The economy of American Samoa grew 1.3 percent in 2010, according to new estimates from the Bureau of Economic Analysis (BEA). The growth in real gross domestic product (GDP) largely reflected increases in territorial government spending and private fixed investment, including construction.
For the first time, BEA also calculated estimates of GDP by industry, compensation by industry, and detailed consumer spending for the island. BEA also revised previous estimates for 2002 to 2009.
American Samoa returned to growth in 2010 after 2 years of economic contraction. The island’s growth compares with 2.4 percent for the United States as a whole in 2010.
Following the September 2009 earthquake and tsunami, the American Samoa government significantly increased its spending, including hiring temporary workers for cleanup and recovery operations. Construction activity picked up as homes and other structures damaged or destroyed by the natural disaster were repaired and rebuilt.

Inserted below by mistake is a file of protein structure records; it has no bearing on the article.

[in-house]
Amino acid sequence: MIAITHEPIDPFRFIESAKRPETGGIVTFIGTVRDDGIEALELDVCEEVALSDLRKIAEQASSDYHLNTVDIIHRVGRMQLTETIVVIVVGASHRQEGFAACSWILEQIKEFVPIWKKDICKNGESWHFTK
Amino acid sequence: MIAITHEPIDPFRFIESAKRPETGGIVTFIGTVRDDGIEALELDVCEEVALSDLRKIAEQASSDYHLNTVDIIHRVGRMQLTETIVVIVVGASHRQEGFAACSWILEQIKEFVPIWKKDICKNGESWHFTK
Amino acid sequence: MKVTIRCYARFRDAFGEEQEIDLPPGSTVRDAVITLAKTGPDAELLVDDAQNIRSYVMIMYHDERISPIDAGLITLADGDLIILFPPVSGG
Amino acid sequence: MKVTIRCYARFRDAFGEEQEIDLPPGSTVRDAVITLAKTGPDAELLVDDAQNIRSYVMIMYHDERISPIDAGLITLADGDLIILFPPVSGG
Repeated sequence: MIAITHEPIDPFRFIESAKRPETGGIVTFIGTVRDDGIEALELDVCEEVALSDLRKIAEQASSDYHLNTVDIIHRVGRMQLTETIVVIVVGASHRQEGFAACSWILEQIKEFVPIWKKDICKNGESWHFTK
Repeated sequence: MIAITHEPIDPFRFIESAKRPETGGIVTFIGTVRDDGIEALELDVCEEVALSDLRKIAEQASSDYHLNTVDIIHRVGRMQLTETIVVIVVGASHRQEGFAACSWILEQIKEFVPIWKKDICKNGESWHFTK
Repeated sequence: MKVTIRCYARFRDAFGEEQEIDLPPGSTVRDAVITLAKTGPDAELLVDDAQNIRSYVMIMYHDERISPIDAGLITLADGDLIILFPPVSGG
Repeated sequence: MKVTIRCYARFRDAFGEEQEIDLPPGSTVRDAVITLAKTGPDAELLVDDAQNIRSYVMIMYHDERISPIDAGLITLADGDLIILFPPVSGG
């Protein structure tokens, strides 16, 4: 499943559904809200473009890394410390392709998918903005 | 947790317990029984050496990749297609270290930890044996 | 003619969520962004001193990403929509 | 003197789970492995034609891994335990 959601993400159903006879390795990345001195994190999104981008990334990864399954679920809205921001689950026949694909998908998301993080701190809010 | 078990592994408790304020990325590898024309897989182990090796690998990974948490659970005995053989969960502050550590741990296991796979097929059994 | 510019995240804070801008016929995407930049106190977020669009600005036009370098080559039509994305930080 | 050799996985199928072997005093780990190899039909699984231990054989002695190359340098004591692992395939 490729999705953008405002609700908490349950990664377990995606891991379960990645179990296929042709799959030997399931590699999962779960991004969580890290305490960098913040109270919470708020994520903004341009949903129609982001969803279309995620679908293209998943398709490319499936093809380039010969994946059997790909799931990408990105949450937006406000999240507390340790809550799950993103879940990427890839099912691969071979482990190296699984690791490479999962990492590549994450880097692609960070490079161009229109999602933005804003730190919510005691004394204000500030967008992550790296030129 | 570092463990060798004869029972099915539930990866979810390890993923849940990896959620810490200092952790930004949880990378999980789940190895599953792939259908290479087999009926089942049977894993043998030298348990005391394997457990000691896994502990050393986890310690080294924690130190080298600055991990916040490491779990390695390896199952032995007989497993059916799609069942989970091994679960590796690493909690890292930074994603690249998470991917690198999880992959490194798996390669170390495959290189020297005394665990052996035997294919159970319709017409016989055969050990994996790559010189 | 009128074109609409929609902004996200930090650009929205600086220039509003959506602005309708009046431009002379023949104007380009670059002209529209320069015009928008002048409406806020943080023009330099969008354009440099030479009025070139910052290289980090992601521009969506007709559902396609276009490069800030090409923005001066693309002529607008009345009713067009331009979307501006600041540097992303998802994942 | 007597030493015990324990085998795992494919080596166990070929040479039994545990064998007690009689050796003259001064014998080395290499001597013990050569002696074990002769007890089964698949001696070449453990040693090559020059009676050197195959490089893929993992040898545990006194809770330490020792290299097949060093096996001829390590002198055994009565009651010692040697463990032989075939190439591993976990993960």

Economic growth was tempered by a decline in exports, which consisted overwhelmingly of exports of the tuna canning industry.
Consumer spending also continued to be a drag on the American Samoa economy in 2010, declining for the 6th straight year. Spending fell in both goods and services.
GDP by industry and compensation by industry
For American Samoa, the GDP by industry estimates show that the manufacturing industry, which includes tuna canning, contracted 12.9 percent in 2010. The tuna canning industry, which had experienced a steep decline in 2009 due to the closure of one of the territory’s two canneries, continued to decline in 2010. Nonmanufacturing industries, on the other hand, grew 5.3 percent in 2010, and the territorial government sector increased 2.7 percent.
Private sector compensation fell in 2010, largely as a result of the cannery closure in 2009. Territorial government compensation, including compensation paid to temporary workers after the earthquake and tsunami, increased in 2010.
BEA plans to release estimates for 2011 in the spring of 2013. You can read the latest news release and tables here.